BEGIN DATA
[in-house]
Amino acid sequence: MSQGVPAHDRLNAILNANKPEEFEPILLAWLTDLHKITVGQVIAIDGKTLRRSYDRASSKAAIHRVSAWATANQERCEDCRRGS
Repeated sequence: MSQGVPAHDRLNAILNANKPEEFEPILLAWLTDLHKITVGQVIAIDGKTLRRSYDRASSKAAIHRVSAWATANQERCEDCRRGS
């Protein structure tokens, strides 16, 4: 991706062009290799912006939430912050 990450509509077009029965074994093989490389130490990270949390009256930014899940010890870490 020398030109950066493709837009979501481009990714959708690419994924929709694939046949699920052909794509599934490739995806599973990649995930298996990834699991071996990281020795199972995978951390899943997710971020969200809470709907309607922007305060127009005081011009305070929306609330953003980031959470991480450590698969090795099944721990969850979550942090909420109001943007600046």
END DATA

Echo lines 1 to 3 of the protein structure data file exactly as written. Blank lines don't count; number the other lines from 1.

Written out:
[in-house]
Amino acid sequence: MSQGVPAHDRLNAILNANKPEEFEPILLAWLTDLHKITVGQVIAIDGKTLRRSYDRASSKAAIHRVSAWATANQERCEDCRRGS
Repeated sequence: MSQGVPAHDRLNAILNANKPEEFEPILLAWLTDLHKITVGQVIAIDGKTLRRSYDRASSKAAIHRVSAWATANQERCEDCRRGS